The Not Quite Adventures of a Professional Archaeologist and Aspiring Curmudgeon

Monday, April 27, 2009

Department of Awful Statistics

How many time shave you noted that two things are obviously related because one came after the other? For example, my grandfather used to like ot point out that crime increased after teacher-led prayer was taken out of public schools, thus proving that a lack of prayer led to higher crime rates. Mind you at the same time that prayer was taken out of public schools population size increased, income disparities increased, immigration shifted, some crimes (such as sexual assaults) began to be taken more seriously (and thuse more often reported, resulting in a higher official crime rate), and society in general went through a number of shifts. In other words, alot of things happened, many of which actually likley had a causal relationship with crime rates, and prayer in public schools likely had nothing to do with it. However, my grandfather could never be dissuaded from his position.

It's a common logical fallacy called the post-hoc ergo proctor hoc fallacy - the claim that because one thing proceeded (or accompanied) another, it caused the other thing to happen.

The fact is that in any complex system (you know, like life) many things are happening at any time, and it is not difficult to find things that happen at the same time, or coincidentlaly with each other which have little to nothing to do with each other, but if you are inclined to champion or demonize something it's not difficult to claim non-existent associations.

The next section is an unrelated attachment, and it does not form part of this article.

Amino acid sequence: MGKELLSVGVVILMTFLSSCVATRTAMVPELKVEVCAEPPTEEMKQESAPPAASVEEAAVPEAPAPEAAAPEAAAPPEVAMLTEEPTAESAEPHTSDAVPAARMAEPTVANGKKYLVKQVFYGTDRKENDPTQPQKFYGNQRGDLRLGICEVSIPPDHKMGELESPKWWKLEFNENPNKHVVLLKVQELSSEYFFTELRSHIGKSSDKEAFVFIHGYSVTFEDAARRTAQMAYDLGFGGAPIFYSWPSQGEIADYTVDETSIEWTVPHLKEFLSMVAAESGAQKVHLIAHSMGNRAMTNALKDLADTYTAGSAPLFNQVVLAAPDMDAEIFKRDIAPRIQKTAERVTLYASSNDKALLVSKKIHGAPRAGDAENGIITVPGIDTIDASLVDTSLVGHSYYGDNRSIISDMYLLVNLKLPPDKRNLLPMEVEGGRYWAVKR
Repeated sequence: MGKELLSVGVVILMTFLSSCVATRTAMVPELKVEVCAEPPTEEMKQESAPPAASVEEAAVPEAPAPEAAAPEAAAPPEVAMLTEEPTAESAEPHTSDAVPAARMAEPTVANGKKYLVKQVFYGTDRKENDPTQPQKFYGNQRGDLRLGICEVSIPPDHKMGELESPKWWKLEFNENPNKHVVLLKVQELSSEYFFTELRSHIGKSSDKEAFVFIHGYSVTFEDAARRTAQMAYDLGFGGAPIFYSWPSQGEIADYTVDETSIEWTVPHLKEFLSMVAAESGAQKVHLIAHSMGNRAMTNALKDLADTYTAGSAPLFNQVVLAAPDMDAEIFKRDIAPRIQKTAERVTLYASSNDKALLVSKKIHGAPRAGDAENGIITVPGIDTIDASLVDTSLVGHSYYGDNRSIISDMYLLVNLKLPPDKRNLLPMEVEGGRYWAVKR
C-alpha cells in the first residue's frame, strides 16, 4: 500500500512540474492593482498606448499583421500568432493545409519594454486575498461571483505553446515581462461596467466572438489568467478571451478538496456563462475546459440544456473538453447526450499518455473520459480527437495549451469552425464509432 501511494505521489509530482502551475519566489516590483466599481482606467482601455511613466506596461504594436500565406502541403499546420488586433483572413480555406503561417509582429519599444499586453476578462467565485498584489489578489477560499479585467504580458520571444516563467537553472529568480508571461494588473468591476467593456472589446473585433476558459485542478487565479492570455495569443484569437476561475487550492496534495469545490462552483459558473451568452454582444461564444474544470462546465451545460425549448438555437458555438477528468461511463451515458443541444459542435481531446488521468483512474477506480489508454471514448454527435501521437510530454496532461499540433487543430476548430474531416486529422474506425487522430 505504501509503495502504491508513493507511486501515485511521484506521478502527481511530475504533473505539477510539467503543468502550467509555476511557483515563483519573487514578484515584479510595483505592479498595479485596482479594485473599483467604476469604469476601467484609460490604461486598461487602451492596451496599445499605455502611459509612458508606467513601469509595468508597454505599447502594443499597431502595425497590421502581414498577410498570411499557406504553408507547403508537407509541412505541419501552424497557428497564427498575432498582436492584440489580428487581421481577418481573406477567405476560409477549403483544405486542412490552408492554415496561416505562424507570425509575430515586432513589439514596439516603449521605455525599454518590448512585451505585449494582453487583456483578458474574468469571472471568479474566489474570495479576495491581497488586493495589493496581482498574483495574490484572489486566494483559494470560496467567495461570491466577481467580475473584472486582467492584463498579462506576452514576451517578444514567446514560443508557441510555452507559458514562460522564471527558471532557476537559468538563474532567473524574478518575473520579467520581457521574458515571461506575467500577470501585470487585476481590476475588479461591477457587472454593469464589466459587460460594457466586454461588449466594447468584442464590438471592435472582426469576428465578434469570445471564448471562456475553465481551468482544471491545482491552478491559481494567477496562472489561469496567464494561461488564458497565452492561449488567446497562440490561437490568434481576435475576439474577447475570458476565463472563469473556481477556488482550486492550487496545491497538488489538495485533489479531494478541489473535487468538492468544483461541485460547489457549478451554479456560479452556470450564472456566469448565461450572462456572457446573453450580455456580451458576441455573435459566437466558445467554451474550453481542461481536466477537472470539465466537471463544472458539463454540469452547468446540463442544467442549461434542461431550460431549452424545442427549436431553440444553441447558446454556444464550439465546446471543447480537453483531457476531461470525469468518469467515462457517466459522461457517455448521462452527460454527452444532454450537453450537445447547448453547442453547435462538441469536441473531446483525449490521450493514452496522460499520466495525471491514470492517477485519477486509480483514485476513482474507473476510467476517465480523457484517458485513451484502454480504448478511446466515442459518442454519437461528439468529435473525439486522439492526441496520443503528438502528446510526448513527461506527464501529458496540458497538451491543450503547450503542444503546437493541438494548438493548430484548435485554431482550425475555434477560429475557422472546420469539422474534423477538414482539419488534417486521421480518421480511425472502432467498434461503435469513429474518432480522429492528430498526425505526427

This is where statistics are valuable, and also a problem. There are ways to use mathematics to look at the strength of correlation, and from that make a better assessment of whether or not two events are in fact related. There are many methods, and some methods are relevant to certain types of comparisons but not others. However, when people who wish to push an agenda start doing so, they often intentionally mis-use mathematics in order to create a bad argument, but one that is hard for the layman to penetrate.

I saw a great example of this sort of thing in The Atlantic today. Take a look at the graph:

Now read the short article.

The point? Well, it's not that you can't trust statistics. Contrary to the popular view, statistics themselves do not lie, they're simply statements of probability. People do lie, however, and they may create false statistics to do it.


Patrick said...

Two thoughts:


Secondly: I was ruminating the other day about how lemon is a great cleaner, disinfectant, and great all-round scent. And also how anyone who has a lemon tree also has way too many lemons all the time. Which leads to my brainstorm:

Why don't they just put lemons in EVERYTHING? This graph proves my point.

Evan Davis said...

Wow, that's a high R. I would love to get that level of correlation in print advertizing.

That also leads me to wonder how much time they had to spend to find two completely unrelated statistics that have that level of correltation

Anthroslug said...

I forget whether it was Stephen J. Gould or Michael Shermer, but one of them showed a close correlation between gas prices and their own age, and argued from this correlation that research should be done to stop them from aging as this would clearly reduce gas prices.